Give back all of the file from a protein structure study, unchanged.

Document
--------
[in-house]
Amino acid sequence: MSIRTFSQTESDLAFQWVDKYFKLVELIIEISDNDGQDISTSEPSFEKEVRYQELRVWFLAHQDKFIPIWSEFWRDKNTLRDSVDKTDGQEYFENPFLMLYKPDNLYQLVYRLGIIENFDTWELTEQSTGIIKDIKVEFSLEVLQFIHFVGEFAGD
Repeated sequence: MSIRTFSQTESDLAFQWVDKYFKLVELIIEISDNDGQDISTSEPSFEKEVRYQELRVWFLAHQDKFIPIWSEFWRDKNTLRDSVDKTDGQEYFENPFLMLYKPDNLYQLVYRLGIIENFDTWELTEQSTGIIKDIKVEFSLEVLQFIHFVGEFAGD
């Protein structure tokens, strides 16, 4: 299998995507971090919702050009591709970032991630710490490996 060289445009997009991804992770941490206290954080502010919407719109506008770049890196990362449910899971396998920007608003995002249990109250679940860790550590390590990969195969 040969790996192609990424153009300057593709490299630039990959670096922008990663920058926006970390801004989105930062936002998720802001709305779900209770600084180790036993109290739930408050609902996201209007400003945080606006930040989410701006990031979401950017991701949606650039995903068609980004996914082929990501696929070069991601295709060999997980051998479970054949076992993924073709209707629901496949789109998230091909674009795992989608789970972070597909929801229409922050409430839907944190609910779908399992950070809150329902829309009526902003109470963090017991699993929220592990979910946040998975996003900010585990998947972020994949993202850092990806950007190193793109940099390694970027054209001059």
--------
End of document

[in-house]
Amino acid sequence: MSIRTFSQTESDLAFQWVDKYFKLVELIIEISDNDGQDISTSEPSFEKEVRYQELRVWFLAHQDKFIPIWSEFWRDKNTLRDSVDKTDGQEYFENPFLMLYKPDNLYQLVYRLGIIENFDTWELTEQSTGIIKDIKVEFSLEVLQFIHFVGEFAGD
Repeated sequence: MSIRTFSQTESDLAFQWVDKYFKLVELIIEISDNDGQDISTSEPSFEKEVRYQELRVWFLAHQDKFIPIWSEFWRDKNTLRDSVDKTDGQEYFENPFLMLYKPDNLYQLVYRLGIIENFDTWELTEQSTGIIKDIKVEFSLEVLQFIHFVGEFAGD
């Protein structure tokens, strides 16, 4: 299998995507971090919702050009591709970032991630710490490996 060289445009997009991804992770941490206290954080502010919407719109506008770049890196990362449910899971396998920007608003995002249990109250679940860790550590390590990969195969 040969790996192609990424153009300057593709490299630039990959670096922008990663920058926006970390801004989105930062936002998720802001709305779900209770600084180790036993109290739930408050609902996201209007400003945080606006930040989410701006990031979401950017991701949606650039995903068609980004996914082929990501696929070069991601295709060999997980051998479970054949076992993924073709209707629901496949789109998230091909674009795992989608789970972070597909929801229409922050409430839907944190609910779908399992950070809150329902829309009526902003109470963090017991699993929220592990979910946040998975996003900010585990998947972020994949993202850092990806950007190193793109940099390694970027054209001059």